Make no mistake: European rates will rise despite the European Central Bank

Make no mistake: European rates will rise despite the European Central Bank

Bonds
Althea Spinozzi

Senior Fixed Income Strategist, Saxo Bank Group

Summary:  Don't be fooled by today's European Central bank's "dovish taper". With the German elections, reality will dawn on investors: rates will inevitably soar regardless of the ECB's monetary policies. We believe that today's mini-rally is the golden opportunity to short Bunds even cheaper.


A "dovish taper" has been delivered to perfection by the European Central Bank. The market was expecting the ECB to reduce the pace of bond purchases under the PEPP but remained uncertain about the surrounding message. The central bank resolved any doubt by putting black on white the following:

The Governing Council will purchase flexibly according to market conditions and with a view to preventing a tightening of financing conditions that is inconsistent with countering the downward impact of the pandemic on the projected path of inflation. In addition, the flexibility of purchases over time, across asset classes and among jurisdictions will continue to support the smooth transmission of monetary policy. If favourable financing conditions can be maintained with asset purchase flows that do not exhaust the envelope over the net purchase horizon of the PEPP, the envelope need not be used in full. Equally, the envelope can be recalibrated if required to maintain favourable financing conditions to help counter the negative pandemic shock to the path of inflation[1].”

In essence, the ECB says that rates will need to stay low until the pandemic is finished and the inflation target of 2% is reached. In case financial conditions tighten, thus rates rise, the ECB can still use PEPP’s full envelope or recalibrating it to counteract this trend.

To explain such a dovish decision might be the central bank’s macroeconomic projections which see inflation rising faster than previously expected for 2022 and 2023, yet, well below the ECB’s target.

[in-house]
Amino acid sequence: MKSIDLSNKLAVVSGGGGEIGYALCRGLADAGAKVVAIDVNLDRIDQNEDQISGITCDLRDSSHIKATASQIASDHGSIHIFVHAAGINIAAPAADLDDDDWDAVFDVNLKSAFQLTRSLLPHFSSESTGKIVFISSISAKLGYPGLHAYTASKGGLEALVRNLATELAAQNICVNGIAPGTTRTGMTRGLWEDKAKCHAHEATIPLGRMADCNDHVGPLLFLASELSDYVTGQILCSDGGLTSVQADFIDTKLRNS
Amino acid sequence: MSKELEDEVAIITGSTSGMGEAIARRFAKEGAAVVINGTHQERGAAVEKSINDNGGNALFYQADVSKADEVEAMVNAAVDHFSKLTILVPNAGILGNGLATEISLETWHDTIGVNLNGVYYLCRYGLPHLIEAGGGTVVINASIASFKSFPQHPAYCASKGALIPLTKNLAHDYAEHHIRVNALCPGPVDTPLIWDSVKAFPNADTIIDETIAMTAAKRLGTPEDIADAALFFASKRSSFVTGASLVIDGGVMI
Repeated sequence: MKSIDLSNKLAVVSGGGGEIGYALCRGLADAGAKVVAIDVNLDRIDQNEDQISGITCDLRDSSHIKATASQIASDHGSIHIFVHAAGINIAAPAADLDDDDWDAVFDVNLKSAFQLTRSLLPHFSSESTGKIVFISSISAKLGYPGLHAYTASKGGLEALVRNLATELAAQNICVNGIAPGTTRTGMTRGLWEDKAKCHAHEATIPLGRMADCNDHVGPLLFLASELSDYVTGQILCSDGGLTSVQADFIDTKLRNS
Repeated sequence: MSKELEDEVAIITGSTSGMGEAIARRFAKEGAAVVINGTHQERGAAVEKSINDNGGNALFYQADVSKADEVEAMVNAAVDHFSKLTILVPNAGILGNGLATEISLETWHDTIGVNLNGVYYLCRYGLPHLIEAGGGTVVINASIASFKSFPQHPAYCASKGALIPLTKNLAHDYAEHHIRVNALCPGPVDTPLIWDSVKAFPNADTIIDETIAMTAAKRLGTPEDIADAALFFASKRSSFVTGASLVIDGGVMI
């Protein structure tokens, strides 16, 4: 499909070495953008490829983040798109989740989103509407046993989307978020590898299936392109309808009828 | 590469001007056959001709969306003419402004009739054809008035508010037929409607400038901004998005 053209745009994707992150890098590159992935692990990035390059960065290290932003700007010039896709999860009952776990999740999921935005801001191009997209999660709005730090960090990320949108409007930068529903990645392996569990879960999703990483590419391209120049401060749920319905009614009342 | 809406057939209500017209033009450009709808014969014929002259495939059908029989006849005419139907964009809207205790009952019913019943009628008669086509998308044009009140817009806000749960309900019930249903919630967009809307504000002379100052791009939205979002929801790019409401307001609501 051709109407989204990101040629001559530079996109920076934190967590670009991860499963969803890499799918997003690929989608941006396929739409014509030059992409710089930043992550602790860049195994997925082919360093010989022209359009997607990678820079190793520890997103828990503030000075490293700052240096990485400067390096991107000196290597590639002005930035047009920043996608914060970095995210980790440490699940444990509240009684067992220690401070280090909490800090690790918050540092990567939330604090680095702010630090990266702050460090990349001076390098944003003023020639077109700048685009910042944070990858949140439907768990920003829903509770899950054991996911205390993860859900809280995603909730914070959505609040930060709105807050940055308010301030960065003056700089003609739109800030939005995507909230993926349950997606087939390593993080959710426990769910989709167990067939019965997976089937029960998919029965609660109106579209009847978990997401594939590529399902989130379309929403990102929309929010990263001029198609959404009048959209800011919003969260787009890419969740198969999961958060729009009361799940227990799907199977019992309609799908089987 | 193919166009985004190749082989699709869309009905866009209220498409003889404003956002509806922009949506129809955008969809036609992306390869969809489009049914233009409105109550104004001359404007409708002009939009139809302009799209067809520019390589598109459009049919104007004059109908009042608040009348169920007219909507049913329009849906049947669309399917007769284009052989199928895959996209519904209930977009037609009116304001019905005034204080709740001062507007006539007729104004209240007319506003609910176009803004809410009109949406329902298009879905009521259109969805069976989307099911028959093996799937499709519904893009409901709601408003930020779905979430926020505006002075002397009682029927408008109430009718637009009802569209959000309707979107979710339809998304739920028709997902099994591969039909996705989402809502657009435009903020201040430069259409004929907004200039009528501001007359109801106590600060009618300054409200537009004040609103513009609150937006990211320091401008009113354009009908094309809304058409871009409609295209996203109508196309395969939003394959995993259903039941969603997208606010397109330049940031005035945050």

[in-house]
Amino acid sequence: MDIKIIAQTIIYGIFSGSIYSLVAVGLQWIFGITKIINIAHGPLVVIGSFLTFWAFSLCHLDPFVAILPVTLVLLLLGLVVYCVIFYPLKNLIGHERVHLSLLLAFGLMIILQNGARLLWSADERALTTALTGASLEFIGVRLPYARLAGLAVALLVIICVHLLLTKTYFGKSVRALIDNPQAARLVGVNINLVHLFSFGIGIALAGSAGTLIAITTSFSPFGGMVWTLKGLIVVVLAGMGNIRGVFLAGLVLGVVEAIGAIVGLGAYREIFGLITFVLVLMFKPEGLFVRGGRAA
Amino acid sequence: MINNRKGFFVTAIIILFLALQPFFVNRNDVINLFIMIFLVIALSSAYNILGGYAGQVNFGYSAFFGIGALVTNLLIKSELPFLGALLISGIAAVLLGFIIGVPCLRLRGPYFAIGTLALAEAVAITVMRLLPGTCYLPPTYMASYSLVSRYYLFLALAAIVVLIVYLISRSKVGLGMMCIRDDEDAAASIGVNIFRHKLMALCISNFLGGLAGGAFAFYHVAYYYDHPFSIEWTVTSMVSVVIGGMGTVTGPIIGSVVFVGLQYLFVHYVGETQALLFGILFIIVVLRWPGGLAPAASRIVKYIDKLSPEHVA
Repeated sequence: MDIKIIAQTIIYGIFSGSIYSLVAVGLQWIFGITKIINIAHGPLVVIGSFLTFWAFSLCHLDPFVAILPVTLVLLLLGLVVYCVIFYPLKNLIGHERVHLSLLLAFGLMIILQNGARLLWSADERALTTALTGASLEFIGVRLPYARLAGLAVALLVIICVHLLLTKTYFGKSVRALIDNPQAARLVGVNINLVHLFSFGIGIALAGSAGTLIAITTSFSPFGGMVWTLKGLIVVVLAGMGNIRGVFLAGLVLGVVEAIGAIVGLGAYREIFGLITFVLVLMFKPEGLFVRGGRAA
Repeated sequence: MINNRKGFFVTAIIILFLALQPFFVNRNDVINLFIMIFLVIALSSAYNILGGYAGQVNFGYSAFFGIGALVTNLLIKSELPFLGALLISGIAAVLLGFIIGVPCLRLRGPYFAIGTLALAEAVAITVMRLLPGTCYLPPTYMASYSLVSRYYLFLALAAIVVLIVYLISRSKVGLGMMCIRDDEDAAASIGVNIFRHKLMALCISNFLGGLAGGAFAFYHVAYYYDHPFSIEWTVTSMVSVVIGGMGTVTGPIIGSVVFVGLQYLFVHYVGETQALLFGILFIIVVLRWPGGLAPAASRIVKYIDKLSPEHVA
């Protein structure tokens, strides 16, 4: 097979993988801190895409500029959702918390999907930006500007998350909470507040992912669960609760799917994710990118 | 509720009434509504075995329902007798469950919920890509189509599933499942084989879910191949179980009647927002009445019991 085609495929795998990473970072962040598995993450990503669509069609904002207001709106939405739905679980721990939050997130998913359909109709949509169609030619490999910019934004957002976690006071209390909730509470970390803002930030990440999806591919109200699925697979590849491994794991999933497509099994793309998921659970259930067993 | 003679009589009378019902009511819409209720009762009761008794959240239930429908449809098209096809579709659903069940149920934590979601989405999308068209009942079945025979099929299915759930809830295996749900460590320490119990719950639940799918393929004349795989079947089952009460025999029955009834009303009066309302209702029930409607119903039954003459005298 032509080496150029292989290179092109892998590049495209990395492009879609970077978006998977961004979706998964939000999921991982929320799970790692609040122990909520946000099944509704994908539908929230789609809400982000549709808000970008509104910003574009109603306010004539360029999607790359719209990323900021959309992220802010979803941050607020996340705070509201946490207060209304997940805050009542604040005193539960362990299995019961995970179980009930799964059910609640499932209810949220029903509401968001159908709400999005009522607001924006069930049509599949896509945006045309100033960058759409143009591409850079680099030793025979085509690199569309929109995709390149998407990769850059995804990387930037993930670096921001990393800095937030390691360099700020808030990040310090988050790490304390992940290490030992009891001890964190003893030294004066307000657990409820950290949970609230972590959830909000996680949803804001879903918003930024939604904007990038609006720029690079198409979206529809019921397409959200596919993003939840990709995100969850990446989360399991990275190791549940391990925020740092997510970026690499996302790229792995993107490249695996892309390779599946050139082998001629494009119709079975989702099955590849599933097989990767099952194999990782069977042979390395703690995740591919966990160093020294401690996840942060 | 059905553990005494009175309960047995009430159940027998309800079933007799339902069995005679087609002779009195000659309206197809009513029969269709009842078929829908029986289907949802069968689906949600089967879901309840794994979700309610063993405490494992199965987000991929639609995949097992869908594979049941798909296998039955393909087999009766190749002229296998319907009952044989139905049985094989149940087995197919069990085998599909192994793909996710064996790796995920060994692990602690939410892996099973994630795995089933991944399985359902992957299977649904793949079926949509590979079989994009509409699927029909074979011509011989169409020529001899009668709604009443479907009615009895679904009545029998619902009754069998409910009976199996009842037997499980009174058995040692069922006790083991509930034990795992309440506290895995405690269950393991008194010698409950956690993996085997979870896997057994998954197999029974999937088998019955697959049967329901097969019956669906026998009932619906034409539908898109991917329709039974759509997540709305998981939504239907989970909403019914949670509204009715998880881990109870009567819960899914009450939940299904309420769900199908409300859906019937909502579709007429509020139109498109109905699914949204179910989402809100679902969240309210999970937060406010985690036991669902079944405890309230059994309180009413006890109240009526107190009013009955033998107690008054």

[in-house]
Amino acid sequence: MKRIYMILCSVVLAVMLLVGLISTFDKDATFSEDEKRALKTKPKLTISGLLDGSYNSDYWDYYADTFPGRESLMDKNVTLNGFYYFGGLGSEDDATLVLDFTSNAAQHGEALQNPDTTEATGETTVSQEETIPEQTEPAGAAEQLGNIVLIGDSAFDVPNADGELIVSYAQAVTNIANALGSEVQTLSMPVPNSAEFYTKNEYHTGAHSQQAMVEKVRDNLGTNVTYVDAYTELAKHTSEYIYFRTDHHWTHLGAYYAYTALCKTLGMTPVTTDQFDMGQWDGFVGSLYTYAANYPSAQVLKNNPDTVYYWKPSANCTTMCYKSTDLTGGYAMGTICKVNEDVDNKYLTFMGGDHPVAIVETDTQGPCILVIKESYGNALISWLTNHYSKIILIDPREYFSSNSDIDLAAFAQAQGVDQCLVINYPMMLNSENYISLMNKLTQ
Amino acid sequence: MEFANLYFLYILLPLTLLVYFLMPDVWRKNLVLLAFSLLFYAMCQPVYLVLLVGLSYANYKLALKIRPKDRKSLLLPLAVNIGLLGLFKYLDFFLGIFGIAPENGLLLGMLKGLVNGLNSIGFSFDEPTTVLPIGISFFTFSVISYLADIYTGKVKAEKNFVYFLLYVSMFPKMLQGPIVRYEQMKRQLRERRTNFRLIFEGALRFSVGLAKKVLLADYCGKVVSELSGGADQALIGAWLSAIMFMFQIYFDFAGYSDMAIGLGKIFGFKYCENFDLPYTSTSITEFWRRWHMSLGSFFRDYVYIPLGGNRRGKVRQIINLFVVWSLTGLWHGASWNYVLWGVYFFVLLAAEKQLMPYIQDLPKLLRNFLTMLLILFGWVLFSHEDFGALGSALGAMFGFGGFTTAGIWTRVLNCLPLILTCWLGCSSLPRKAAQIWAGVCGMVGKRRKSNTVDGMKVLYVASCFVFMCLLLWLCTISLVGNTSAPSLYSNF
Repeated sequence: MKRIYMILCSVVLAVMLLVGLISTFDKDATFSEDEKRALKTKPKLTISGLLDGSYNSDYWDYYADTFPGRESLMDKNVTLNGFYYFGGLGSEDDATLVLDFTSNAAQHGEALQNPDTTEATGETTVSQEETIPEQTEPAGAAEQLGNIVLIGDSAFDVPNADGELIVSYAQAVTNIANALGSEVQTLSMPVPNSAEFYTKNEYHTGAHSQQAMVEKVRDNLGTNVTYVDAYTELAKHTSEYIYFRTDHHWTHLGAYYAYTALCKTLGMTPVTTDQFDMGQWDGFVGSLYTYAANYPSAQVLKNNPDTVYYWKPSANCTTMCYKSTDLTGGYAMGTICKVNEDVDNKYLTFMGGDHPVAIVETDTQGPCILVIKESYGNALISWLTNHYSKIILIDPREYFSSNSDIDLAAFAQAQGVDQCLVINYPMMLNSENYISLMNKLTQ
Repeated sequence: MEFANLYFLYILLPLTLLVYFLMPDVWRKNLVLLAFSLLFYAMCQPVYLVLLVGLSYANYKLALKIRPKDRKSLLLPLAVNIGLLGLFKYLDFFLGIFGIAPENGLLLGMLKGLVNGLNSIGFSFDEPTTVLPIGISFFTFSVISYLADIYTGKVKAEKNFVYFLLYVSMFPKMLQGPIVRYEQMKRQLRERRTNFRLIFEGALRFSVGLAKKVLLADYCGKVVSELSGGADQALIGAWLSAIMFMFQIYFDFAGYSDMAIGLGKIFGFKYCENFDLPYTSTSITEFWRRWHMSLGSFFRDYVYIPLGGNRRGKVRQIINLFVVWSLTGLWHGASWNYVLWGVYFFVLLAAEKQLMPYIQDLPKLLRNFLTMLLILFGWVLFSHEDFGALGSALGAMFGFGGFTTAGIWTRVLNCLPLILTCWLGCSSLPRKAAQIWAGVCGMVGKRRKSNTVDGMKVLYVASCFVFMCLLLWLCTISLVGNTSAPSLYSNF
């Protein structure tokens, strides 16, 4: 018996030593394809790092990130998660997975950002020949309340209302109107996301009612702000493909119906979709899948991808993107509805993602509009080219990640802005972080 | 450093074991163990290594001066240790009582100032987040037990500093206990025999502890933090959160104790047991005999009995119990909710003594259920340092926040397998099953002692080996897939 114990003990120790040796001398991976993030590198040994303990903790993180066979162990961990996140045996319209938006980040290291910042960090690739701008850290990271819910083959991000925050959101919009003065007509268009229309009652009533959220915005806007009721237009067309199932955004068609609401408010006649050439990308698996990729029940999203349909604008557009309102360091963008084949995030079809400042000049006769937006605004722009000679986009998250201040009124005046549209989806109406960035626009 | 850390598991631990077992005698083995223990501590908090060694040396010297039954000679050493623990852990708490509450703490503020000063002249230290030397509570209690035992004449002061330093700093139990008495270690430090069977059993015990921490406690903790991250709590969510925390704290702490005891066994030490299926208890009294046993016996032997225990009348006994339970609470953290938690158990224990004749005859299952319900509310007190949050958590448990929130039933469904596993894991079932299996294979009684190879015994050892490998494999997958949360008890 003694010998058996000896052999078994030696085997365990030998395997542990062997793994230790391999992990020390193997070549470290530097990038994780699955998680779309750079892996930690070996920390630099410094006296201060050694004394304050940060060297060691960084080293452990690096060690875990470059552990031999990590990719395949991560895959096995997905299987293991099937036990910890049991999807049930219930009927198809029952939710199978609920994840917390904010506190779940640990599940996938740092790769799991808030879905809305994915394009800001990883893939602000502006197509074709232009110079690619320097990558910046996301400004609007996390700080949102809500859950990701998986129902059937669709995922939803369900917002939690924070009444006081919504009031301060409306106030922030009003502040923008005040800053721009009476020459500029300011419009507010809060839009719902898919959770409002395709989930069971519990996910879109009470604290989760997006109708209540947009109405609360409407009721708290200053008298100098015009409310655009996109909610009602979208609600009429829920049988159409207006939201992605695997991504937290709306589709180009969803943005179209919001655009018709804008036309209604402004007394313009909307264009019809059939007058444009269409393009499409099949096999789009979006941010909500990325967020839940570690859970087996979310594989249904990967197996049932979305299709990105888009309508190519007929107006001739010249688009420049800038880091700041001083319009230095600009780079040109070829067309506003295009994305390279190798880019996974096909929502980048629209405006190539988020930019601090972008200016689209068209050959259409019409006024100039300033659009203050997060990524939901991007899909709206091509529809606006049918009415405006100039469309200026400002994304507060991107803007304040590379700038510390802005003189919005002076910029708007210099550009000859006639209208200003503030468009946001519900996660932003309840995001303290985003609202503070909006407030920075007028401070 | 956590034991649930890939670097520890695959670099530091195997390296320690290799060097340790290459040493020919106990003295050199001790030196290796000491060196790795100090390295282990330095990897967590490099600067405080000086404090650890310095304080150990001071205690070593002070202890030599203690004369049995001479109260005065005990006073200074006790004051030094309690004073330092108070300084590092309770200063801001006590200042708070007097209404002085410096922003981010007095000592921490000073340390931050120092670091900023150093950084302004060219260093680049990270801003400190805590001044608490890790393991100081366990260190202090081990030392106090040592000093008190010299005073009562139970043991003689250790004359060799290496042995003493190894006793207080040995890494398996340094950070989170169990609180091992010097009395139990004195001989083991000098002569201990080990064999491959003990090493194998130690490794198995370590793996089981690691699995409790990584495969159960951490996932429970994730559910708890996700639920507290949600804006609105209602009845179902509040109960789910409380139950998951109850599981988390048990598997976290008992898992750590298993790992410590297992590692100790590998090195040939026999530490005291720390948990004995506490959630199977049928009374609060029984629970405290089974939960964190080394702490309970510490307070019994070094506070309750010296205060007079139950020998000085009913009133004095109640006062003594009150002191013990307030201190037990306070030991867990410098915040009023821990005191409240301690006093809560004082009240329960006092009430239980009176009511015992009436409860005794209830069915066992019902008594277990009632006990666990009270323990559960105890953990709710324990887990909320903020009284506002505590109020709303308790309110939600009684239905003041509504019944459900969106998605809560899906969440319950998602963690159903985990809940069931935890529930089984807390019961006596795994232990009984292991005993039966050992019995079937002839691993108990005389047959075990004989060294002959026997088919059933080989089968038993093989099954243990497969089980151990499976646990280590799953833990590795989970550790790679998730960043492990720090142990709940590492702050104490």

[1] https://www.ecb.europa.eu/press/pr/date/2021/html/ecb.mp210909~2c94b35639.en.html

Bund yields will rise regardless of the ECB’s monetary policies

Although the bond market is complacent with Lagarde's message today, we believe that the ECB will have a tough time keeping European rates in check during the last part of the year. We identify two main catalysts that will contribute to higher rates:

(1) German elections. As per the latest polls, the SPD is leading the CSU/CDU party. Although the greens have lost some support recently, it looks they could be still part of the next government. That should translate into more Fiscal spending, hence more Bund issuance that will push yields higher.

(2) Positive correlation with the US Treasuries. We expect yields to rise in the US and drift yields higher in Europe, too. On one side, if an agreement over the debt ceiling is not reached soon, it will increase the risk of a Quantitative Tightening (QT) in October /November. Indeed, the later a decision is taken, the larger the volumes of Bills the US Treasury will need to issue in a short time to refinance existing debt by the beginning of November. On the other hand, the longer the Federal Reserve delays tapering, the more aggressive it will need to be, provoking a fast rise in yields.

We expect 10-year Bunds to break above 0% by year-end and stabilizing around 0.2%. As a consequence, European Government bonds will need to reprice accordingly. We are particularly bearish Greece, France, Portugal and Spain. We remain neutral on Italian BTPS as we see still scope for the BTPS/Bund Spread to tighten to 75bps by the end of the year. However, it doesn't mean that yields won't rise in Italy, too. We expect them to stabilize between 0.9% to 1%.

Where does that leave us?

We remain of the idea that this is a golden opportunity to take advantage of cheaper valuations to short the bond market, as we have outlined in our recent piece.

Euro-Bund put-options with December expiry, 169 strike and Delta 20 have cheapened considerably and are now pricing at 0.360 while on Tuesday were trading at 0.470.

If you are not comfortable with put options, you can look at ETFs shorting European sovereigns such as:

  • Lyxor Bund Future Daily (-1x) ETF (BUNS:xpar)
  • Lyxor Bund Daily (-2x) Inverse UCITS ETG (DSB:xpar; LYQK:xetr)
  • Lyxor BTP Daily -2x Inverse ETF (BTP2S:xmil)
  • Lyxor BTP Monthly -2x Inverse ETF (BTP1S:xmil)

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